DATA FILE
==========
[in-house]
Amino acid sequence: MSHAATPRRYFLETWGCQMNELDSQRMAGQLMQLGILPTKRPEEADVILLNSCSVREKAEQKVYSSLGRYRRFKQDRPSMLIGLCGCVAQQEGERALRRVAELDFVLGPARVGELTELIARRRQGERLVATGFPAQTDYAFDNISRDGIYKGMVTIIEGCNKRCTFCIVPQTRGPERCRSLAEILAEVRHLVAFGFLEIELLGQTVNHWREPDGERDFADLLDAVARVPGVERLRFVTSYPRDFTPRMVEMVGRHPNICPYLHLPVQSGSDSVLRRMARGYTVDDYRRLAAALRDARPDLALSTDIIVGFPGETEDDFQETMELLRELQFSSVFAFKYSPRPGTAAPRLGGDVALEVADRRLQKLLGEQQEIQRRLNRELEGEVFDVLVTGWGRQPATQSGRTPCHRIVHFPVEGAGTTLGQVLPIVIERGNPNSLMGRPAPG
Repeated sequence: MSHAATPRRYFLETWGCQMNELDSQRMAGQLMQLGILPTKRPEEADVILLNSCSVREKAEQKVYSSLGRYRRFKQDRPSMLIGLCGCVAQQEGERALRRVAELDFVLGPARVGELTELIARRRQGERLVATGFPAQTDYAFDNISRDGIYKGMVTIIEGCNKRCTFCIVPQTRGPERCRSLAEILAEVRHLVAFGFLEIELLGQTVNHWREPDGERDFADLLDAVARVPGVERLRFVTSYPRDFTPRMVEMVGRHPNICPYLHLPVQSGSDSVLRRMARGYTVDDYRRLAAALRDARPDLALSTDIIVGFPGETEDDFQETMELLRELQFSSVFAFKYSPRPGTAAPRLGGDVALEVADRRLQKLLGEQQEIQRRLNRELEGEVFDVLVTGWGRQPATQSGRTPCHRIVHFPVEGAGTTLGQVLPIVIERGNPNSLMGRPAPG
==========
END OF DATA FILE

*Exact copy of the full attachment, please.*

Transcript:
[in-house]
Amino acid sequence: MSHAATPRRYFLETWGCQMNELDSQRMAGQLMQLGILPTKRPEEADVILLNSCSVREKAEQKVYSSLGRYRRFKQDRPSMLIGLCGCVAQQEGERALRRVAELDFVLGPARVGELTELIARRRQGERLVATGFPAQTDYAFDNISRDGIYKGMVTIIEGCNKRCTFCIVPQTRGPERCRSLAEILAEVRHLVAFGFLEIELLGQTVNHWREPDGERDFADLLDAVARVPGVERLRFVTSYPRDFTPRMVEMVGRHPNICPYLHLPVQSGSDSVLRRMARGYTVDDYRRLAAALRDARPDLALSTDIIVGFPGETEDDFQETMELLRELQFSSVFAFKYSPRPGTAAPRLGGDVALEVADRRLQKLLGEQQEIQRRLNRELEGEVFDVLVTGWGRQPATQSGRTPCHRIVHFPVEGAGTTLGQVLPIVIERGNPNSLMGRPAPG
Repeated sequence: MSHAATPRRYFLETWGCQMNELDSQRMAGQLMQLGILPTKRPEEADVILLNSCSVREKAEQKVYSSLGRYRRFKQDRPSMLIGLCGCVAQQEGERALRRVAELDFVLGPARVGELTELIARRRQGERLVATGFPAQTDYAFDNISRDGIYKGMVTIIEGCNKRCTFCIVPQTRGPERCRSLAEILAEVRHLVAFGFLEIELLGQTVNHWREPDGERDFADLLDAVARVPGVERLRFVTSYPRDFTPRMVEMVGRHPNICPYLHLPVQSGSDSVLRRMARGYTVDDYRRLAAALRDARPDLALSTDIIVGFPGETEDDFQETMELLRELQFSSVFAFKYSPRPGTAAPRLGGDVALEVADRRLQKLLGEQQEIQRRLNRELEGEVFDVLVTGWGRQPATQSGRTPCHRIVHFPVEGAGTTLGQVLPIVIERGNPNSLMGRPAPG